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Saturday, May 18, 2013

"Flower Vendor" watercolor 22" X 17.5"

Flower Vendor by April M. Rimpo

Flower Vendor is my third painting about vendors.  In each case the vendors seem to be small business owners.  This painting and The Vendor are based on people here in the United States, while Fruit Vendors features Guatemalan vendors.  Perhaps I am drawn to these because I grew up in a family that has a small business and know the long hours it takes to make a venture succeed. Each of these paintings capture the vendors concentrating on their wares. 

Flower Vendor
22 " X 17.5" image

28 " X 23.5" framed

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Although the vendor is an important character in this painting, it is the flowers I wanted to highlight.  To accomplish this, I used blue pigments to mute the background and the woman while keeping the central flowers bright warm colors: yellows, reds, and pinks. The woman has a red apron to help create a consistent color scheme throughout the painting, but the red is more subdued than in the flowers; I added blues and purples to reduce the vibrancy of the apron.  

I also reflected golden and red colors from the bouquet in the vendor’s face but again used blues and greens in her flesh tones to keep you focused on the brilliant flowers.  Of course I want you to look at the woman, but when all is said and done, it is her love of the flowers that I want you to admire.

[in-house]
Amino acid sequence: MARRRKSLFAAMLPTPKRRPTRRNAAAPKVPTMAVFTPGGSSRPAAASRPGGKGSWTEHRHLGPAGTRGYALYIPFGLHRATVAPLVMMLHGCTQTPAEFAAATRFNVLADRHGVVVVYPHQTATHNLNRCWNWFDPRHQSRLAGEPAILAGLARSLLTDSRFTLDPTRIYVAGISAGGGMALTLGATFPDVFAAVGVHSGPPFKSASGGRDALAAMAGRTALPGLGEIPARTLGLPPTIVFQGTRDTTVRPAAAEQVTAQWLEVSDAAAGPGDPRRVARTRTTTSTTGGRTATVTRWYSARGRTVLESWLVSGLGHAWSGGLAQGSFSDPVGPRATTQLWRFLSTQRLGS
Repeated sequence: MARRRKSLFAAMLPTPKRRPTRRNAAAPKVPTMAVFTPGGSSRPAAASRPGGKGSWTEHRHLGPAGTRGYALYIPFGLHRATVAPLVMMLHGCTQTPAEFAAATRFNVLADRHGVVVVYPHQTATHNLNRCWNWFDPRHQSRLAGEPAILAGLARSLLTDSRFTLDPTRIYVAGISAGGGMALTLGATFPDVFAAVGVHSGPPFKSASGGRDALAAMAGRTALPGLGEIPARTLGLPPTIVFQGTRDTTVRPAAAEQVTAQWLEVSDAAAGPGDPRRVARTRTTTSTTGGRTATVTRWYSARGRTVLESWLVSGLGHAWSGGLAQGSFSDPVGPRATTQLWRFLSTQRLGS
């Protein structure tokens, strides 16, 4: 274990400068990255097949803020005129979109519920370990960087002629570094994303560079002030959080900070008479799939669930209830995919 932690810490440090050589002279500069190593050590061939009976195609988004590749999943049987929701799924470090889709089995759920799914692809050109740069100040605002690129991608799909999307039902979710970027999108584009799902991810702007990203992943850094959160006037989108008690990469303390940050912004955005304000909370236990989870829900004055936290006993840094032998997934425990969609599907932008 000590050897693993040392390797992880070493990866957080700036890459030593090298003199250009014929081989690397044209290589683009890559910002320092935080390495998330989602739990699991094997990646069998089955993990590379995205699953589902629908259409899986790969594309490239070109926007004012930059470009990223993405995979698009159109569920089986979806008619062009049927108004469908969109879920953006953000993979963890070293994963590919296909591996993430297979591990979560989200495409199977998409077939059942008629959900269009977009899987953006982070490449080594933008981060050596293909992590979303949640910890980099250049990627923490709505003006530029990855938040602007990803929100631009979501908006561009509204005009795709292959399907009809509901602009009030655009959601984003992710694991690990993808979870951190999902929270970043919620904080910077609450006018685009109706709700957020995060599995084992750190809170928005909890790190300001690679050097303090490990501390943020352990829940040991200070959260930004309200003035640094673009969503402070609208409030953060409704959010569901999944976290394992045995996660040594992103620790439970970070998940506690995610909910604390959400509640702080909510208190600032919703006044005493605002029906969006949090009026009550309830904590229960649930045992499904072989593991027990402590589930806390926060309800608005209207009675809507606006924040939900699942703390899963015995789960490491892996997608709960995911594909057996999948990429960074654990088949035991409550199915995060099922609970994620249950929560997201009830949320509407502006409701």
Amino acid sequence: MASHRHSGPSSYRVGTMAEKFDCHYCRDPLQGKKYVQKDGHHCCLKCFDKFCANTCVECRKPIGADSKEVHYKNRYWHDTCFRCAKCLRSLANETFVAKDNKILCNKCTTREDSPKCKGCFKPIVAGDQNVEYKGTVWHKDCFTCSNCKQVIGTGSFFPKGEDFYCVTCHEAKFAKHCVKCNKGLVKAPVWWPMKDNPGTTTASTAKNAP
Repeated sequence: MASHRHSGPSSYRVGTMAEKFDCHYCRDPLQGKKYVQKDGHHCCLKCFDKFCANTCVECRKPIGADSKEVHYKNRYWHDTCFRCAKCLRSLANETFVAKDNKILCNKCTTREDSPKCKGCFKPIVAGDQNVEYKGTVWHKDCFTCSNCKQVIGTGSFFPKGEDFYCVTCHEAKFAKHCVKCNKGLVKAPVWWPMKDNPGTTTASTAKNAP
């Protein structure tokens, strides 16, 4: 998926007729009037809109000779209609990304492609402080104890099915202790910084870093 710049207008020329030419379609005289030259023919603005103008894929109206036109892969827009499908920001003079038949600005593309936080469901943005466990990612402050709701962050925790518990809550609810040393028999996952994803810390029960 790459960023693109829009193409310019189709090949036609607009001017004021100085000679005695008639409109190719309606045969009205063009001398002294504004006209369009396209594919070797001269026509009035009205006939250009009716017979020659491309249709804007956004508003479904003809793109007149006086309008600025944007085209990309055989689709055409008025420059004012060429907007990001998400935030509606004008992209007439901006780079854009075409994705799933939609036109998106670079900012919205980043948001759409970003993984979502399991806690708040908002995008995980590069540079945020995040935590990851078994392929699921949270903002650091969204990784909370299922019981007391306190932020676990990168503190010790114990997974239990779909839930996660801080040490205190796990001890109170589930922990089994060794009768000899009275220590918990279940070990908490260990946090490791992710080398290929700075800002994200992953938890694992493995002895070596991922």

At left is the triad color scheme I chose for the painting.  I ended up shifting the yellows toward gold and the reds toward pinks, but I did retain the concept of the blue triad.  Primarily cobalt blue is used in the initial wash to help push back the background and much of the woman allowing the bright colors in the flowers to be the star.  I used a very wet wash in the background so a wide variety of colors could mix on the page creating a beautiful backdrop.  After the first background wash had dried I added a second dark wash created from a variety of dark pigments. As the second wash was drying I sprayed it with a mist of water to create water spots, which further diffused the background and revealed some of the underlying color.

I happen to love drips in watercolor paintings since it reveals the fluidity of the medium.  I wanted drips across the bottom of the painting.  Although the woman was placing flowers in a vase I decided to change it to wrapped flowers where the stems are sticking out of the bottom of the wrapping.  This way the stems could also be created from drips.

Other "vendor paintings" include:
April has prints of many of her paintings,  if you don't see one in her online store ask her about availability.

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I look forward to hearing from you. - April

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